IDEAS home Printed from https://ideas.repec.org/f/pmu494.html
   My authors  Follow this author

Jason Murasko

Personal Details

First Name:Jason
Middle Name:
Last Name:Murasko
Suffix:
RePEc Short-ID:pmu494

Affiliation

School of Business
University of Houston-Clear Lake

Clear Lake, Texas (United States)
http://prtl.uhcl.edu/portal/page/portal/BUS/NewBUS/index.html

:

2700 Bay Area Blvd., Houston, TX 77058
RePEc:edi:aueuhus (more details at EDIRC)

Research output

as
Jump to: Articles

Articles

  1. Jason Murasko, 2015. "The Age Profile of the Income–Health Gradient: An Evaluation of Two Large Cohorts of Contemporary US Children," Journal of Family and Economic Issues, Springer, vol. 36(2), pages 289-298, June.
  2. Murasko, Jason E., 2013. "Physical growth and cognitive skills in early-life: Evidence from a nationally representative US birth cohort," Social Science & Medicine, Elsevier, vol. 97(C), pages 267-277.
  3. Murasko, Jason E., 2013. "Associations between household income, height, and BMI in contemporary US schoolchildren," Economics & Human Biology, Elsevier, vol. 11(2), pages 185-196.
  4. Murasko, Jason E., 2009. "Socioeconomic status, height, and obesity in children," Economics & Human Biology, Elsevier, vol. 7(3), pages 376-386, December.
  5. Murasko, Jason E., 2008. "Male-female differences in the association between socioeconomic status and atherosclerotic risk in adolescents," Social Science & Medicine, Elsevier, vol. 67(11), pages 1889-1897, December.
  6. Murasko, Jason E., 2008. "An evaluation of the age-profile in the relationship between household income and the health of children in the United States," Journal of Health Economics, Elsevier, vol. 27(6), pages 1489-1502, December.
  7. Jason Murasko, 2008. "Married Women’s Labor Supply and Spousal Health Insurance Coverage in the United States: Results from Panel Data," Journal of Family and Economic Issues, Springer, vol. 29(3), pages 391-406, September.
  8. Murasko, Jason E., 2006. "Gender differences in the management of risk factors for cardiovascular disease: The importance of insurance status," Social Science & Medicine, Elsevier, vol. 63(7), pages 1745-1756, October.

Citations

Many of the citations below have been collected in an experimental project, CitEc, where a more detailed citation analysis can be found. These are citations from works listed in RePEc that could be analyzed mechanically. So far, only a minority of all works could be analyzed. See under "Corrections" how you can help improve the citation analysis.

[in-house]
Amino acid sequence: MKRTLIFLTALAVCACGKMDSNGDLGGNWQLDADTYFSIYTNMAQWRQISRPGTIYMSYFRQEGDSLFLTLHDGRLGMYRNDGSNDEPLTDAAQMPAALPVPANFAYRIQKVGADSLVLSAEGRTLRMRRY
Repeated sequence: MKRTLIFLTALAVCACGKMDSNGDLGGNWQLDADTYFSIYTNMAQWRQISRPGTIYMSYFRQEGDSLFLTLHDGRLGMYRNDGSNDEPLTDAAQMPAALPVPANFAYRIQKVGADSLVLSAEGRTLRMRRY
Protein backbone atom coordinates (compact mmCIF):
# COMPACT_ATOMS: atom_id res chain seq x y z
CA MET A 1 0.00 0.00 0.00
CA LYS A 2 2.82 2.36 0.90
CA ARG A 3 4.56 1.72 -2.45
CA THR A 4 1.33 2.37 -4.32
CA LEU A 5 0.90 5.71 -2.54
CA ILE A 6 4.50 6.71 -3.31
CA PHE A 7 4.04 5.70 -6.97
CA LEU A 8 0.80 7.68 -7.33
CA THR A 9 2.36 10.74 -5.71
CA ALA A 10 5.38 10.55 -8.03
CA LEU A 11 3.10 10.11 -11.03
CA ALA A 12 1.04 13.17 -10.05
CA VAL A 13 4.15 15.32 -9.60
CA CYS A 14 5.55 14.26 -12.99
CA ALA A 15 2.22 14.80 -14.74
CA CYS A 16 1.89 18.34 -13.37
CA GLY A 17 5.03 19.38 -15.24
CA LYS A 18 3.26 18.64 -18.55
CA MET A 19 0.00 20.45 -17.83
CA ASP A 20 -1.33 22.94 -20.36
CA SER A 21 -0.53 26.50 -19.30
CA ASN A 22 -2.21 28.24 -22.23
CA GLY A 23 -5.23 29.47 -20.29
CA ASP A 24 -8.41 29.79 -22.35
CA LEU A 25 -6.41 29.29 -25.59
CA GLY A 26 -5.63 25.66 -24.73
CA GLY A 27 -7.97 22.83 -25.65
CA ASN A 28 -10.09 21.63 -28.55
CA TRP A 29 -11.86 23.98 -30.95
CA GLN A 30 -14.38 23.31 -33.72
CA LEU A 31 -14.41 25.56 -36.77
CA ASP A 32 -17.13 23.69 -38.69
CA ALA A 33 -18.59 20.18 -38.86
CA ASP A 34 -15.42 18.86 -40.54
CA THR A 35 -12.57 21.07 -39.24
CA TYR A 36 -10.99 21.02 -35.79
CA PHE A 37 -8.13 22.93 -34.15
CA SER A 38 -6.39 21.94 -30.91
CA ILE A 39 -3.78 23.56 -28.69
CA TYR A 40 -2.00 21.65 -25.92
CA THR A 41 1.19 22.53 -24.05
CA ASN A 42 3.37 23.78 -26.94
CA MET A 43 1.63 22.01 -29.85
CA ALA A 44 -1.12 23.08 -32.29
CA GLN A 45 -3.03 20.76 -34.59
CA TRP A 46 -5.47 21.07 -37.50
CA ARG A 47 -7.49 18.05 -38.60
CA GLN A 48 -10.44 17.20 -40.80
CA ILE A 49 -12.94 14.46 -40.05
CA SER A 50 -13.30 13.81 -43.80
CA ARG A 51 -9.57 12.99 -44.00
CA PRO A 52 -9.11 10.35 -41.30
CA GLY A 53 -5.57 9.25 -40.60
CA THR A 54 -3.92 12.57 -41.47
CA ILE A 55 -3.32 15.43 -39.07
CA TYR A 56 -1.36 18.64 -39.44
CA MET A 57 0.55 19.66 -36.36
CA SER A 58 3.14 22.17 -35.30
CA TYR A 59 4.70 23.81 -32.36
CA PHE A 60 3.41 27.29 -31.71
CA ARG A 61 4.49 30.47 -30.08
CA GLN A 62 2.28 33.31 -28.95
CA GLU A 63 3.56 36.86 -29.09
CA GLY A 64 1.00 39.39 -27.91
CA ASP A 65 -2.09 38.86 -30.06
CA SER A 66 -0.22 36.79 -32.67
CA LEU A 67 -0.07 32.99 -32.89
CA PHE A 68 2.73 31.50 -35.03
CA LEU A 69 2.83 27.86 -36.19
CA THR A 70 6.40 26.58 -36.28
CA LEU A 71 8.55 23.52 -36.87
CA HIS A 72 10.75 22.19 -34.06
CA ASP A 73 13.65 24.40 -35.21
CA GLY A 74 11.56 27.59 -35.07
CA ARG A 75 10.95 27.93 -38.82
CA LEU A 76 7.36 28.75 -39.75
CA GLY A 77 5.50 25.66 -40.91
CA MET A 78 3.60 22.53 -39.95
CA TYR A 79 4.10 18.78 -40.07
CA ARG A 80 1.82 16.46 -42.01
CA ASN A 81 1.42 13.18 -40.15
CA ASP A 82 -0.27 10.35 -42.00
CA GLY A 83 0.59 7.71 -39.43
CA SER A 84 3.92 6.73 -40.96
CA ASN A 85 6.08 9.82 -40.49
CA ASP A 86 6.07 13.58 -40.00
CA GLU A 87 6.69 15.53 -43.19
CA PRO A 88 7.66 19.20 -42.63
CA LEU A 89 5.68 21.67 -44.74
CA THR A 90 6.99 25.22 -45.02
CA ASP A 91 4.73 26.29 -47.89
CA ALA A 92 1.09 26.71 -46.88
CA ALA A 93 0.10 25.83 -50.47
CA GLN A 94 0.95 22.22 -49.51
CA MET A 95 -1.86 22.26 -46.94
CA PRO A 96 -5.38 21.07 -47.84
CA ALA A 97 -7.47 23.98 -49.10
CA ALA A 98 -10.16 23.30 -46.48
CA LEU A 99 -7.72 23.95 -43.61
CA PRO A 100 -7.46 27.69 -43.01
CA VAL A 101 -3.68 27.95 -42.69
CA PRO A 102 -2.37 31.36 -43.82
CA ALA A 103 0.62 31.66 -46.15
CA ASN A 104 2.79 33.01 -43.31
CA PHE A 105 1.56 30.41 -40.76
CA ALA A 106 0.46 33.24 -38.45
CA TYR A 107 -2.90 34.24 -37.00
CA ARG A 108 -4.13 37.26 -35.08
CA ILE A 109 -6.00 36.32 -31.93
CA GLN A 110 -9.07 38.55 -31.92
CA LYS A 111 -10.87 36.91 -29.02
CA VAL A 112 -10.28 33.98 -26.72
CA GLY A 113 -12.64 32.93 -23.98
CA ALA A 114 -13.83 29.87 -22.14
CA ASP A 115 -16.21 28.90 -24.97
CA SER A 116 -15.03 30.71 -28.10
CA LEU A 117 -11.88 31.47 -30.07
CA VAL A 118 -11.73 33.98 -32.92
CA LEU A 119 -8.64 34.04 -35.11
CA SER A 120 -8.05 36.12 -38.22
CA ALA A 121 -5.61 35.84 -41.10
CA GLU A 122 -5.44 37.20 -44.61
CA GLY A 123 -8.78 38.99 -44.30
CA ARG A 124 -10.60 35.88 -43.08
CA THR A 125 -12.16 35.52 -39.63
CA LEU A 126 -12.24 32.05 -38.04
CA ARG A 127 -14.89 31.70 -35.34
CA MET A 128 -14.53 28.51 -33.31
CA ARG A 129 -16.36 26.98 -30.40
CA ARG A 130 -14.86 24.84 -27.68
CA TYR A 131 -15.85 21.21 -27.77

Articles

  1. Murasko, Jason E., 2013. "Associations between household income, height, and BMI in contemporary US schoolchildren," Economics & Human Biology, Elsevier, vol. 11(2), pages 185-196.

    Cited by:

    1. Liu, Hong & Zhao, Zhong, 2011. "Parental Job Loss and Children’s Health: Ten Years after the Massive Layoff of the SOEs’ Workers in China," IZA Discussion Papers 5846, Institute for the Study of Labor (IZA).
    2. Jo, Young, 2014. "What money can buy: Family income and childhood obesity," Economics & Human Biology, Elsevier, vol. 15(C), pages 1-12.
    3. Millimet, Daniel L. & Tchernis, Rusty, 2015. "Persistence in body mass index in a recent cohort of US children," Economics & Human Biology, Elsevier, vol. 17(C), pages 157-176.
    4. Bénédicte H. Apouey & Pierre-Yves Geoffard, 2016. "Parents’ education and child body weight in France: The trajectory of the gradient in the early years," PSE - Labex "OSE-Ouvrir la Science Economique" halshs-01307640, HAL.
    5. Antelo, Manel & Magdalena, Pilar & Reboredo, Juan C., 2017. "Obesity: A major problem for Spanish minors," Economics & Human Biology, Elsevier, vol. 24(C), pages 61-73.
    6. Bénédicte H. Apouey, 2016. "Child physical development in the UK: the imprint of time and socioeconomic status," Post-Print halshs-01496908, HAL.
    7. Liu, Hong & Fang, Hai & Zhao, Zhong, 2012. "Urban-Rural Disparities of Child Health and Nutritional Status in China from 1989 to 2006," IZA Discussion Papers 6528, Institute for the Study of Labor (IZA).

  2. Murasko, Jason E., 2009. "Socioeconomic status, height, and obesity in children," Economics & Human Biology, Elsevier, vol. 7(3), pages 376-386, December.

    Cited by:

    1. Leonie Sundmacher, 2012. "The effect of health shocks on smoking and obesity," The European Journal of Health Economics, Springer;Deutsche Gesellschaft für Gesundheitsökonomie (DGGÖ), vol. 13(4), pages 451-460, August.
    2. Jo, Young, 2014. "What money can buy: Family income and childhood obesity," Economics & Human Biology, Elsevier, vol. 15(C), pages 1-12.
    3. Bénédicte H. Apouey & Pierre-Yves Geoffard, 2016. "Parents’ education and child body weight in France: The trajectory of the gradient in the early years," PSE - Labex "OSE-Ouvrir la Science Economique" halshs-01307640, HAL.